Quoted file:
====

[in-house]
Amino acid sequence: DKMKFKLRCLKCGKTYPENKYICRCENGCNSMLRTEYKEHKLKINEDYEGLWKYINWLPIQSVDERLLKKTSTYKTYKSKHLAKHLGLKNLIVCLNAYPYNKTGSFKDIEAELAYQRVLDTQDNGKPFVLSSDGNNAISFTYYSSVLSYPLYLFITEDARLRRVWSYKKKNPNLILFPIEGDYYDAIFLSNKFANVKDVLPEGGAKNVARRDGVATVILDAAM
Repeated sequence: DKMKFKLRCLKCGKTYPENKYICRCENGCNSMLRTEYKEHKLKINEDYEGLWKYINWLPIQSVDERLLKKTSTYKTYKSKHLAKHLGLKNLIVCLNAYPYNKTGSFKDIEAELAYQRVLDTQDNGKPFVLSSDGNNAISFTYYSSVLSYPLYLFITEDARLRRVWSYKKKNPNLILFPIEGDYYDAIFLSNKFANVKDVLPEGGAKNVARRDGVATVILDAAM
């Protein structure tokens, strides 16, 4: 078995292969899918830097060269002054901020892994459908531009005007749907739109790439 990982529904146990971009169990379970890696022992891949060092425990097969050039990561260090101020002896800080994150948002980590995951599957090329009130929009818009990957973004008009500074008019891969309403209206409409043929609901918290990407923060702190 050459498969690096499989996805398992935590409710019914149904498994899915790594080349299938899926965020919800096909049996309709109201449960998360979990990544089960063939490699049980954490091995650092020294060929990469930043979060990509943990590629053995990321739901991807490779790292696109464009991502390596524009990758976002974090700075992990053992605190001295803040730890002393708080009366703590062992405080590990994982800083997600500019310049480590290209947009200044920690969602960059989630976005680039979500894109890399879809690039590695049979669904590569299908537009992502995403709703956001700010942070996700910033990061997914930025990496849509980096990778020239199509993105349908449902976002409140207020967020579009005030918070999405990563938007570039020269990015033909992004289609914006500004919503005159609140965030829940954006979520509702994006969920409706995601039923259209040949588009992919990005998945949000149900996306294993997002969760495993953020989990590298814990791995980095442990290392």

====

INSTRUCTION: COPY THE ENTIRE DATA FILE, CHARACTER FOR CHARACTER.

[in-house]
Amino acid sequence: DKMKFKLRCLKCGKTYPENKYICRCENGCNSMLRTEYKEHKLKINEDYEGLWKYINWLPIQSVDERLLKKTSTYKTYKSKHLAKHLGLKNLIVCLNAYPYNKTGSFKDIEAELAYQRVLDTQDNGKPFVLSSDGNNAISFTYYSSVLSYPLYLFITEDARLRRVWSYKKKNPNLILFPIEGDYYDAIFLSNKFANVKDVLPEGGAKNVARRDGVATVILDAAM
Repeated sequence: DKMKFKLRCLKCGKTYPENKYICRCENGCNSMLRTEYKEHKLKINEDYEGLWKYINWLPIQSVDERLLKKTSTYKTYKSKHLAKHLGLKNLIVCLNAYPYNKTGSFKDIEAELAYQRVLDTQDNGKPFVLSSDGNNAISFTYYSSVLSYPLYLFITEDARLRRVWSYKKKNPNLILFPIEGDYYDAIFLSNKFANVKDVLPEGGAKNVARRDGVATVILDAAM
């Protein structure tokens, strides 16, 4: 078995292969899918830097060269002054901020892994459908531009005007749907739109790439 990982529904146990971009169990379970890696022992891949060092425990097969050039990561260090101020002896800080994150948002980590995951599957090329009130929009818009990957973004008009500074008019891969309403209206409409043929609901918290990407923060702190 050459498969690096499989996805398992935590409710019914149904498994899915790594080349299938899926965020919800096909049996309709109201449960998360979990990544089960063939490699049980954490091995650092020294060929990469930043979060990509943990590629053995990321739901991807490779790292696109464009991502390596524009990758976002974090700075992990053992605190001295803040730890002393708080009366703590062992405080590990994982800083997600500019310049480590290209947009200044920690969602960059989630976005680039979500894109890399879809690039590695049979669904590569299908537009992502995403709703956001700010942070996700910033990061997914930025990496849509980096990778020239199509993105349908449902976002409140207020967020579009005030918070999405990563938007570039020269990015033909992004289609914006500004919503005159609140965030829940954006979520509702994006969920409706995601039923259209040949588009992919990005998945949000149900996306294993997002969760495993953020989990590298814990791995980095442990290392």